I sat around and felt miserable for a couple of days over the weekend, then went to the GP on Monday, and got the MRI done on the Tuesday (four days after the injury). This was my first MRI ever, and I have to admit I was not prepared for the clunking and beeping that machine makes. All the noises sounded, to me anyway, like alarms going off, and I kept on expecting someone to come charging in and pull me out because the machine was malfunctioning. Needless to say, they didn’t, and that’s normal operating procedure. Who knew?
My GP called me with results on Thursday evening. It was not good news: a torn ACL, sprained just about everything else, and a torn meniscus. Surgery was looking to be a distinct possibility. At this point, I could partially weight bear on the bad leg, probably around 50%. I’d been taking Panadol (paracetamol) for a few days, and still was before bed to help me get to sleep, but otherwise wasn’t in much pain at all. My knee was still very swollen, though, and I really needed to wear the splint 24/7, without it my leg felt … well … *floppy*.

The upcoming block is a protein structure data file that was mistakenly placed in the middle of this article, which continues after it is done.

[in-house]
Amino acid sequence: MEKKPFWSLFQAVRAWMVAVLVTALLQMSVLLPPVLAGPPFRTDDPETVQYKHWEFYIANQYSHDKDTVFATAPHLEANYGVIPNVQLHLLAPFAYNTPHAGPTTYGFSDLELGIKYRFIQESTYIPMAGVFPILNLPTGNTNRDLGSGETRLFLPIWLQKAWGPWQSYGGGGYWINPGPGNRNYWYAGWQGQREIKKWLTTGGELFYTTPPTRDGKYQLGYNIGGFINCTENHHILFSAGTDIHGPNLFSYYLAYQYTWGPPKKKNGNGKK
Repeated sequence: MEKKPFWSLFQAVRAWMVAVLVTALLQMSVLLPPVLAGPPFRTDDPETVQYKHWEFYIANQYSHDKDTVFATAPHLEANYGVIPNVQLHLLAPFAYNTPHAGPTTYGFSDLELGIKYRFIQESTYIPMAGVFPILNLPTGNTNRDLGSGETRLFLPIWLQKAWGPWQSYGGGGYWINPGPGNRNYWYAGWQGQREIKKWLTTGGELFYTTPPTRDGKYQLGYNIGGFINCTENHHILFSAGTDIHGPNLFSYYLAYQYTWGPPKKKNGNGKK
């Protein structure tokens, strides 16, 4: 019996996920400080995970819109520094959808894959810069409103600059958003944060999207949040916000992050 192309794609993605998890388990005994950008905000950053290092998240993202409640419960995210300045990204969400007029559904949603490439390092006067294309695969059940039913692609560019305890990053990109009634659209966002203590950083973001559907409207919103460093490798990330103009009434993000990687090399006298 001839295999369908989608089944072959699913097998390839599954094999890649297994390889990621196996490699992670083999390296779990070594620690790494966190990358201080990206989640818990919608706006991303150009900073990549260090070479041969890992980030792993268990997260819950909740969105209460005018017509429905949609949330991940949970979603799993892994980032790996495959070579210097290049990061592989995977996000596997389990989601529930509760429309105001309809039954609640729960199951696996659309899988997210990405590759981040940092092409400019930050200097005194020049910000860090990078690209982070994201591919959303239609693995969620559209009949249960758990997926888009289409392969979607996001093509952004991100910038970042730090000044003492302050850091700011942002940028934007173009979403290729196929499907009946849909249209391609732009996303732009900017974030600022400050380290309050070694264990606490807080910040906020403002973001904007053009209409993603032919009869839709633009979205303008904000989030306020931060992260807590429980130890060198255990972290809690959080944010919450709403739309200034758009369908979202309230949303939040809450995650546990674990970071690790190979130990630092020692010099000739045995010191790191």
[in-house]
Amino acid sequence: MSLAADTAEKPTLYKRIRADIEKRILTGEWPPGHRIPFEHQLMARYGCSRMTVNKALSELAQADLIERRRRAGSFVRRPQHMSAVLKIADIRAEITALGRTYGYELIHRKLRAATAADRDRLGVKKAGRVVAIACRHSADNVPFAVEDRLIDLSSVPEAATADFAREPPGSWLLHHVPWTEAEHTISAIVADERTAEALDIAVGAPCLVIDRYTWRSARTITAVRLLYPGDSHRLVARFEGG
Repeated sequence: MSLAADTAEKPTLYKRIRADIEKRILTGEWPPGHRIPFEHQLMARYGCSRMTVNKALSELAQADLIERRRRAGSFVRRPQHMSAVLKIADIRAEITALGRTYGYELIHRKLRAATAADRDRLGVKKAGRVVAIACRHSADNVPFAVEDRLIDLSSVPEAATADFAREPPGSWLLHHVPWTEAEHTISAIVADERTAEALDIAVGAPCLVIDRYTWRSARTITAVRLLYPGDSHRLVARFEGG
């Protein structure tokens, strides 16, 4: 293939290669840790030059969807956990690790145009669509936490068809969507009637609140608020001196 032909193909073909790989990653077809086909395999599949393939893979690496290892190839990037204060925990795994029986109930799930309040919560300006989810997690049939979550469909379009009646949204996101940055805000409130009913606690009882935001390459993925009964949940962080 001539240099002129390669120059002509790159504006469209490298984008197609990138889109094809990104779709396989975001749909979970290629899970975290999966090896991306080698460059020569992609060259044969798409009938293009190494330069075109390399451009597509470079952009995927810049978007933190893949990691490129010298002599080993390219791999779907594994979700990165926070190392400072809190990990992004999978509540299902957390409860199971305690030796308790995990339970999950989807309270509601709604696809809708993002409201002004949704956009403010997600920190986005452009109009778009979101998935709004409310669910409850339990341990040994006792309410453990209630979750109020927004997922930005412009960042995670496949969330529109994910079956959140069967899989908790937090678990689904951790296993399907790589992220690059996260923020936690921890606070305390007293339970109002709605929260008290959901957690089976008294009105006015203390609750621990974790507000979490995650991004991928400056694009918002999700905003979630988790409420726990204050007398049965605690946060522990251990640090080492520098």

Friday was my followup appointment at the hospital (eight days after the injury). Sadly, I didn’t get to see the same physio, instead I saw two others, who surprised me by telling me that I didn’t need to see a physio before the surgery, and sent me down to get a new brace, but that it would be fixed in a straight position until after surgery. This contradicted what I’d read online, but I trusted them, since they were the professionals (and since I have a healthy skepticism of anything I read online). They gave me a referral to a surgeon, and once I had my fancy new exoskeleton brace, I was on my way again.